A natural question to ask is whether significant improvements in training speed can be obtained through the development of better optimizers. 

In this talk I will argue that this is impossible in the large majority of cases, which explains why this area of research has stagnated. I will go on to identify several situations where improved preconditioners can still deliver significant speedups, including exotic architectures and loss functions, and large batch training. 

Mon, 27 May 2024

14:00 - 15:00
Lecture Room 3

Dynamic Sparsity: Routing Information through Neural Pathways

Edoardo Ponti
(University of Edinburgh)
Recent advancements in machine learning have caused a shift from traditional sparse modelling, which focuses on static feature selection in neural representations, to a paradigm based on selecting input or task-dependent pathways within neural networks.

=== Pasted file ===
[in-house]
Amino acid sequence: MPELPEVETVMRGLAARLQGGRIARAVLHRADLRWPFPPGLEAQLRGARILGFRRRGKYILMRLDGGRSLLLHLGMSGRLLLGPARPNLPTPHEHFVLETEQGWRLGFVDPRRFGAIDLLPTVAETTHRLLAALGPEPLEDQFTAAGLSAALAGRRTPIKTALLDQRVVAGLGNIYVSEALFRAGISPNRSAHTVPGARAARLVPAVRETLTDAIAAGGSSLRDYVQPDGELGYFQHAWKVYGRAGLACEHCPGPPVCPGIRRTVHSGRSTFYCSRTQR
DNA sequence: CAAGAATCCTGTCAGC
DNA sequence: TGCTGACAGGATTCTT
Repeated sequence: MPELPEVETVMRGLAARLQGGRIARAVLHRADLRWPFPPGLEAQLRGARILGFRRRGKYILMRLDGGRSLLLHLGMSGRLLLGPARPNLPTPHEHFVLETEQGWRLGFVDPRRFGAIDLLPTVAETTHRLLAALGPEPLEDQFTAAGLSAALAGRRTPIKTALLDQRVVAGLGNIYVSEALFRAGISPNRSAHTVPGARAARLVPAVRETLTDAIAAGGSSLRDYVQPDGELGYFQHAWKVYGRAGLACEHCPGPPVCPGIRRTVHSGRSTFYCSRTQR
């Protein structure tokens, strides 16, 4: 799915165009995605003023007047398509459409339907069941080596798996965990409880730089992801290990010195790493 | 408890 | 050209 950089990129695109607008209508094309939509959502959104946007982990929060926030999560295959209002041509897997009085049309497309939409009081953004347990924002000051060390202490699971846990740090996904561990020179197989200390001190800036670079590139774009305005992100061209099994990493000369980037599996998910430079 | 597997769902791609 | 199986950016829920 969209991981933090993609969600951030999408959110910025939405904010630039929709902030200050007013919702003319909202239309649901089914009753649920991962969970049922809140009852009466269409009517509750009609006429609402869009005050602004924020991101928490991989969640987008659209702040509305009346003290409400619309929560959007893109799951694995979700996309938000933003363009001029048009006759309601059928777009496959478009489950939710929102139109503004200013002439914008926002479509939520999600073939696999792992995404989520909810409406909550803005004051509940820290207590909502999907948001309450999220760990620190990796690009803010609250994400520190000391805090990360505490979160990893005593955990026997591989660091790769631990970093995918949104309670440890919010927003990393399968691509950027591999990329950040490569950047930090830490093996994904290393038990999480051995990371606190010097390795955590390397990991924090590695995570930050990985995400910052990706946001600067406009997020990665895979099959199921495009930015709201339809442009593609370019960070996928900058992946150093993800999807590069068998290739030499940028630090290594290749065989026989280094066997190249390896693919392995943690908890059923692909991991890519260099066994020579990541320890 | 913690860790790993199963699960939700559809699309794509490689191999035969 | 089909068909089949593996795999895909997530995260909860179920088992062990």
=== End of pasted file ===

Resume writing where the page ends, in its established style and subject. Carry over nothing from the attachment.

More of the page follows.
In fact, the ability to selectively (de)activate portions of neural computation graphs provides several advantages, including conditional computation, efficient parameter scaling, and compositional generalisation. 
In this talk, I will explore how sparse subnetworks can be identified dynamically and how parametric routing functions allow for recombining and locally adapting them in Large Language Models.


Mon, 20 May 2024

14:00 - 15:00
Lecture Room 3

Low rank approximation for faster optimization

Madeleine Udell
(Stanford University, USA)

Low rank structure is pervasive in real-world datasets.

This talk shows how to accelerate the solution of fundamental computational problems, including eigenvalue decomposition, linear system solves, composite convex optimization, and stochastic optimization (including deep learning), by exploiting this low rank structure.